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Mix Live Blog: Jeff Beck’s Drum Shop?

Jeff Beck's career was built not only on his wild guitar work but also his drive to surround himself with top players.

The cover to the classic "Jeff Beck's Guitar Shop" album...slightly modified.
The cover to the classic Jeff Beck album, “Jeff Beck’s Guitar Shop”…slightly modified.

This past week, the music industry has been mourning the loss of guitarist Jeff Beck. Undoubtedly one of the most proficient and influential rock guitarists to date, Beck blazed a trail few dared, eschewing hits for integrity and virtuosity, while often breaking new ground. The day after news of his passing was made public, my Facebook feed—like many others, I’m sure—exploded with friends posting laments over the loss.

Beck was a guitar player’s guitarist, and the title of his first studio album, Truth, could be viewed as a template for much of his career, as well as for what would later be termed heavy metal music, the missteps of some poorly chosen cover songs on his second release, Beck-Ola, notwithstanding. Beck’s playing could tug at your heartstrings, loosen your fillings and make you shake your head—sometimes all simultaneously.

As I contemplated his contributions, I felt a little bit sad that someone like Jeff Beck, who has influenced countless musicians worldwide, never achieved the commercial success approaching that of some of his contemporaries like Eric Clapton, Jimmy Page or Rod Stewart. He appeared on the Billboard 200 every decade until his passing but never had a “hit,” though Blow By Blow came close, reaching Number 4 on the Billboard 200 in 1975. And—in spite of the fact that he earned numerous Grammy Awards for Best Rock Instrumental Performance—you’d be hard-pressed to hear his fretwork on a classic rock station unless it was The Yardbirds’ version of “Shapes Of Things.”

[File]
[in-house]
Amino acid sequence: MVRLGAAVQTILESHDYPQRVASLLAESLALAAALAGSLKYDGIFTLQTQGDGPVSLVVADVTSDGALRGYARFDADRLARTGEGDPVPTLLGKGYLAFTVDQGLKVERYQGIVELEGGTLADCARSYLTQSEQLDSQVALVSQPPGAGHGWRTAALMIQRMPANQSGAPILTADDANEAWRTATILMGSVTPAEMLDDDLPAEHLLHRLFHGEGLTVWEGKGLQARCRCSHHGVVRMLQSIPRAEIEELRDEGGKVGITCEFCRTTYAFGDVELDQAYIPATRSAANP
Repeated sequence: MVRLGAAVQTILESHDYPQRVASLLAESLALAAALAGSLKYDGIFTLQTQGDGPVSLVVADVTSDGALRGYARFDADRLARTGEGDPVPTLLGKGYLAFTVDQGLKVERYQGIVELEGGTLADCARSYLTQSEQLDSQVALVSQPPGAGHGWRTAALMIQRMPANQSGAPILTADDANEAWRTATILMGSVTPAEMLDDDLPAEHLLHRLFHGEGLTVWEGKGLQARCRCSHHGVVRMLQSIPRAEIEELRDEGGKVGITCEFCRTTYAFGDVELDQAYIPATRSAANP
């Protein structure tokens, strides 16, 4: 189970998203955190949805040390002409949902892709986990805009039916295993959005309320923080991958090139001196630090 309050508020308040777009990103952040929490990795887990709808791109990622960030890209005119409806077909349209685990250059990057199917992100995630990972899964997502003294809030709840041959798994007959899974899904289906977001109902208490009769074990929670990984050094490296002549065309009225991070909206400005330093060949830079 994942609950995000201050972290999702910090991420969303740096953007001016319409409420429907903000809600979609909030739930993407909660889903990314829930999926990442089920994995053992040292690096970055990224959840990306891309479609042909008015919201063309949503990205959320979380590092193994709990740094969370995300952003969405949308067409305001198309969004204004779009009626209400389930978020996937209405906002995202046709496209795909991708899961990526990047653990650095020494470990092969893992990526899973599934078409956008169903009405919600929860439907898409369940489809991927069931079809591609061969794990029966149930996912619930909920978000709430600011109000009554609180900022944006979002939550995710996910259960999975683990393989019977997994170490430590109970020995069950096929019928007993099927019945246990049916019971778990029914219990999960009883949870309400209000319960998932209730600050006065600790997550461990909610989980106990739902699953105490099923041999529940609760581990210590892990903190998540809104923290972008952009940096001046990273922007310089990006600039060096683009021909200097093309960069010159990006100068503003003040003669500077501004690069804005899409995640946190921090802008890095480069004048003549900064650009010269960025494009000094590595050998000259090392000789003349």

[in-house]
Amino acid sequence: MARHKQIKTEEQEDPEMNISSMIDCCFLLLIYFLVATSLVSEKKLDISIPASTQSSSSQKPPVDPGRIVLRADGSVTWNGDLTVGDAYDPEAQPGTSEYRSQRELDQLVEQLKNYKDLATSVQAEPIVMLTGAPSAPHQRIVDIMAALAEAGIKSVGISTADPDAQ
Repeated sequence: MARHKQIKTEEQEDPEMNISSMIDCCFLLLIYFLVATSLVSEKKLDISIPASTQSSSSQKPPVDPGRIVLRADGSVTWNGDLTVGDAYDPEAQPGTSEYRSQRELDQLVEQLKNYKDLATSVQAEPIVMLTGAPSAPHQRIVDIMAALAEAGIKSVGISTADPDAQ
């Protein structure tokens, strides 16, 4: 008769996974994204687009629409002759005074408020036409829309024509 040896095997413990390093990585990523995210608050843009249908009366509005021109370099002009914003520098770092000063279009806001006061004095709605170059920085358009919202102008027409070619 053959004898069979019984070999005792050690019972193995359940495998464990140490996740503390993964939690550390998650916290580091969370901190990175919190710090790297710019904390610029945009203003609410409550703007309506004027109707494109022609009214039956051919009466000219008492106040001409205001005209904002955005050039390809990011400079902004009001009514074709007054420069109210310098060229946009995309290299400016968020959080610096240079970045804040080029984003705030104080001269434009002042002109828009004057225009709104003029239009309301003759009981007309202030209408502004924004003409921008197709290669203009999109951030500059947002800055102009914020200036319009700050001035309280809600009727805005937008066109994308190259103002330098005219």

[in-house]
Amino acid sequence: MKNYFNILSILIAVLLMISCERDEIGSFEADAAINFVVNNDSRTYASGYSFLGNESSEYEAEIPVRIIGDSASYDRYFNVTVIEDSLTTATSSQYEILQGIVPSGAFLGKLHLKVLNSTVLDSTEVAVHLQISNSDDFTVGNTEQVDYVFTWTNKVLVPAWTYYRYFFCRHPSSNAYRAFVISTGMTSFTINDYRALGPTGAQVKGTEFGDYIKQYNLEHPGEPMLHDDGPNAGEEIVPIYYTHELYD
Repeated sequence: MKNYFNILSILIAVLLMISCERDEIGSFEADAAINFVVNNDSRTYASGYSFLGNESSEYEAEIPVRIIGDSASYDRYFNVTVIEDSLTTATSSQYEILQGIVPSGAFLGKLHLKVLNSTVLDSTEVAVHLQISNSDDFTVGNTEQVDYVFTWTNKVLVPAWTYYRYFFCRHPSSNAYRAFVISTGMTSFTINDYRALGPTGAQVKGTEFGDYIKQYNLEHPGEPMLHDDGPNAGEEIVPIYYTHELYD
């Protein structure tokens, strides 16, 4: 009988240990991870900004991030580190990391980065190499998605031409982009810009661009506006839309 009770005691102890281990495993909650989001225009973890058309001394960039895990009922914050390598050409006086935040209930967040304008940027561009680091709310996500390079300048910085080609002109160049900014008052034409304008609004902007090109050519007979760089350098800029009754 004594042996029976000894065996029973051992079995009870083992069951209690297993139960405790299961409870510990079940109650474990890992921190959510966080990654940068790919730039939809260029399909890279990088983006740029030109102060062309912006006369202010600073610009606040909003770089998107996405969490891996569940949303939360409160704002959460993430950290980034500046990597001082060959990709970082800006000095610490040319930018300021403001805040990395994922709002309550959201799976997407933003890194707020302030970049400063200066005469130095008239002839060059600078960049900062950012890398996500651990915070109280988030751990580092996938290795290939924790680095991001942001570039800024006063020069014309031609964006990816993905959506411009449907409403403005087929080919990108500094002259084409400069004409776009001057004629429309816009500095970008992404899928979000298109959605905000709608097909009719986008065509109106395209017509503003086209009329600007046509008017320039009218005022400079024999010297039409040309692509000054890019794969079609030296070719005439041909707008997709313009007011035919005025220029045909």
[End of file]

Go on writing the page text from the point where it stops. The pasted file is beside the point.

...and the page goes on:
During the course of his career, Beck surrounded himself live and in the studio with great players, like Ron Wood, Nicky Hopkins, Jan Hammer, Narada Michael Walden, Tony Hymas, Pino Palladino, Vinnie Colaiuta and Tal Wilkenfeld. Encircling himself with great players was not only a smart move, it was probably the only move, because lesser musicians would find it hard to keep up.

Mix Live Blog: New Year’s Eve Live…Or Is It?

As I look back on Beck’s body of work, it becomes apparent to me that (though I never realized it at the time), it formed a strong influence on my drumming. Whether it was the slithering, heavy groove of Cozy Powell on “Going Down,” Richard Bailey’s unstoppable shuffle on “Freeway Jam,” the mind-boggling footwork of Simon Phillips on “Space Boogie” (just try to play that!), or the frenzy of Terry Bozzio on “Sling Shot,” Beck’s music opened my ears to some incredible musicianship, raising the benchmark for what I thought a drummer could do in support of a great musician.

Guitar “shredders” have come and gone, but in my opinion, none of them has spoken with their instrument as uniquely and as eloquently as Jeff Beck. Godspeed, Mr. Beck. Guitar players are not the only ones who will miss you.